Your Brain Interprets Prolonged Loneliness as Physical Pain – Why?
Scientists are finding that loneliness has real medical consequences, and the brain sees it as pain.
One of humankind’s great advantages has been that we band together to accomplish more than we can on our own. You might expect that our bodies would have evolved in such a way as to promote social interaction, and you’d be right. Studies are revealing that those outside the pack — the lonely — are 25% more likely to die prematurely, according to writer Veronique de Turenne. The chronically lonely wind up with more heart disease, more metastatic cancer, and with higher risks of stroke and neurodegenerative diseases like Alzheimer’s.
Lately scientists have been learning about the biological ramifications of loneliness. Steve Cole is a professor of medicine, psychiatry and biobehavioral sciences at the David Geffen School of Medicine at UCLA, and director of the UCLA Social Genomics Core Laboratory. He’s been working on this at the molecular level since the early 2000s, aided by data from the Human Genome Project. His interest had been triggered by a report on the survival rates of gay men with HIV. It appeared that closeted men died much more quickly than those who had come out. The main discernible difference between the groups was that closeted subjects were more worried about ostracization and rejection.
John Caccioppo of the Center for Cognitive and Social Neuroscience at the University of Chicago, is an expert on the physical effects of social disconnection on cellular mechanisms with a book called Loneliness: Human Nature and the Need for Social Connection. He and Cole teamed up for a study of how gene expression varied between people who were lonely and those who weren’t. According to Cole, “We found the key antiviral response driven by so-called Type 1 interferon molecules was deeply suppressed in the lonely people relative to the non-lonely people.”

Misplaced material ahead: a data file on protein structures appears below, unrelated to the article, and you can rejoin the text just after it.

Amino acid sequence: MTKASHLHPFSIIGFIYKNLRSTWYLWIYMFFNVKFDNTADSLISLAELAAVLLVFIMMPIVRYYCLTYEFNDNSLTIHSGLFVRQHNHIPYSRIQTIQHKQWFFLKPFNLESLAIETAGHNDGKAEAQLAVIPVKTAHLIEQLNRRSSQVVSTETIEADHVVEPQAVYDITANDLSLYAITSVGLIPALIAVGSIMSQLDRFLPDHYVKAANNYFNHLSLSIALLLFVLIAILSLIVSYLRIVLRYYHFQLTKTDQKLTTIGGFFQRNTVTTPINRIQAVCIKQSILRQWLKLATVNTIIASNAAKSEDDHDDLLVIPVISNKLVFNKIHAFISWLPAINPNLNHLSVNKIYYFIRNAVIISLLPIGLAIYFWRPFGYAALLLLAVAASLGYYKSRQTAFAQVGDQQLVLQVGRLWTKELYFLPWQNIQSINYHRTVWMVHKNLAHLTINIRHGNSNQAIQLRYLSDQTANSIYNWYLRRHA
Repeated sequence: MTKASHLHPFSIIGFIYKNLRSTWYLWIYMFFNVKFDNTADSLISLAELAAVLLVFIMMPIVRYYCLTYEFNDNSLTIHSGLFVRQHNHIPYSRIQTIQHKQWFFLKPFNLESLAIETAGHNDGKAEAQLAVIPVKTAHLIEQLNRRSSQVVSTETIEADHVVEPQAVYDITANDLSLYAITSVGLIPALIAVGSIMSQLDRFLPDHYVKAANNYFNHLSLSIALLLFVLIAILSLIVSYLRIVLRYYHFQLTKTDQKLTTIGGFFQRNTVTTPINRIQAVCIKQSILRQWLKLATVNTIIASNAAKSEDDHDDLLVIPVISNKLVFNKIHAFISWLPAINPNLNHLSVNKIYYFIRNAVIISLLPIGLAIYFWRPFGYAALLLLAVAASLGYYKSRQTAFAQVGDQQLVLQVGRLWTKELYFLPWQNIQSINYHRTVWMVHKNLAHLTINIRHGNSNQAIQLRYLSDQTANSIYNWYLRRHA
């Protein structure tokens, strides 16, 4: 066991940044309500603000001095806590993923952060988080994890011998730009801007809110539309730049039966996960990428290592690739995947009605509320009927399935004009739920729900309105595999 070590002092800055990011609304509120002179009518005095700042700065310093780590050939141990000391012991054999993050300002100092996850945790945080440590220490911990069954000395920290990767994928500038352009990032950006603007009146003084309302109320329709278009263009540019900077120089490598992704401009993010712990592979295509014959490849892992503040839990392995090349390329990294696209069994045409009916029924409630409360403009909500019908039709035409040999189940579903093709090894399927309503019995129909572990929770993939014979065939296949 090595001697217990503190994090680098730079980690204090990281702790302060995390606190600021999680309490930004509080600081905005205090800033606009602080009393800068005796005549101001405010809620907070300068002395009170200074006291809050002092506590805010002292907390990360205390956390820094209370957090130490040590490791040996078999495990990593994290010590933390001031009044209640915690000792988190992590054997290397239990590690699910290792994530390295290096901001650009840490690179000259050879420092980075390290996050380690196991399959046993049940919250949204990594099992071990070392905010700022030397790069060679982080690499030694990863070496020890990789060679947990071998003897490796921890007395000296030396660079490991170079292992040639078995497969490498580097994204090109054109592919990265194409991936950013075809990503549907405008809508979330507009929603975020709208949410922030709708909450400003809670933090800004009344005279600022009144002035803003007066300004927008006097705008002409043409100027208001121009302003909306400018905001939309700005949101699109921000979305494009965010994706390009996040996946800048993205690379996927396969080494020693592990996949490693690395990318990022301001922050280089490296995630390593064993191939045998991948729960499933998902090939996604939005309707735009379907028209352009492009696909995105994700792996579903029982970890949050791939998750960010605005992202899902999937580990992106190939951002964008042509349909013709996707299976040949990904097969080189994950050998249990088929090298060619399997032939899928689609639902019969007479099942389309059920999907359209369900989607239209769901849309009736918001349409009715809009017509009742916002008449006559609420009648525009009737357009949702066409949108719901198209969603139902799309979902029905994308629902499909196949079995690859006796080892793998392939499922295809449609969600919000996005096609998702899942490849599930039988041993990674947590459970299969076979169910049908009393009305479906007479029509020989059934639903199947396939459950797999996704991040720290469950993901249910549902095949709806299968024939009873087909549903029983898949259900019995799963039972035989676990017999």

In addition — and ominously — Cole and Caccioppo also found “… that there was another block of genes that was not suppressed — in fact, it was greatly activated — and this block of genes was involved in inflammation.” Inflammation can be the engine underlying atherosclerosis, Alzheimer’s, and cancer.
Are people isolated socially being further undermined by their own biology? There are two plausible evolutionary explanations. Cole says, “The best theory is that this pattern of altered immunology is a kind of defensive reaction mounted by your body if it thinks you are going to be wounded in the near-future,” with no one there to protect or help you. Another theory is that if you feel bad, you may be more inclined to seek out others for help. With this notion, the emotional pain of loneliness acts much like a physical pain that tells you something is wrong that needs to be addressed.
In any event, both ideas may have made more sense historically than they do now, and the number of people describing themselves as lonely is growing quickly — Cole refers to it as an “epidemic.”
Part of it is the aging baby boomers who’ve seen their children grow up and move out, and whose friends are dying more frequently due to age. Another factor may be the way “our culture is changing in ways that invite us — in fact, almost require us — to be more lonely and disenfranchised,” according to Cole. Among those is our migration to online relationships that just aren’t individually as powerful due to the lack of personal contact. We text, we don’t call, and our families tend to be far-flung, no longer residing in physical communities together.
Caccioppo tells de Turenne: “The level of toxicity from loneliness is stunning,” offering as an example a surprising ratio: “The mortality rate for air pollution is 5 percent. For loneliness, it’s 25 percent.”
Naomi Eisenberger is associate professor of social psychology at UCLA and director of the Social and Affective Neuroscience Laboratory. She developed an experiment aimed at understanding better why loneliness hurts so much emotionally, and how much like physical pain it really is. Her study involved a simple online game called Cyberball in which connected players played virtual “catch.” In each test, brain scans monitored the reaction of one player who was eventually excluded from play. Eisenberger watched the brain’s reaction. Increased activity occurred in the subject’s dorsal anterior cingulate cortex and the anterior insula, the same two areas that also spring into action in response to physical pain, showing that social isolation doesn’t just feel like it hurts, it actually does on a neurological level.
Over the course of repeated tests, Eisenberger’s team found that different subjects responded in different ways emotionally, and that the difference was reflected in brain activity. Players who reported being upset when ignored showed more activity in these brain areas, and those who shrugged it off showed less.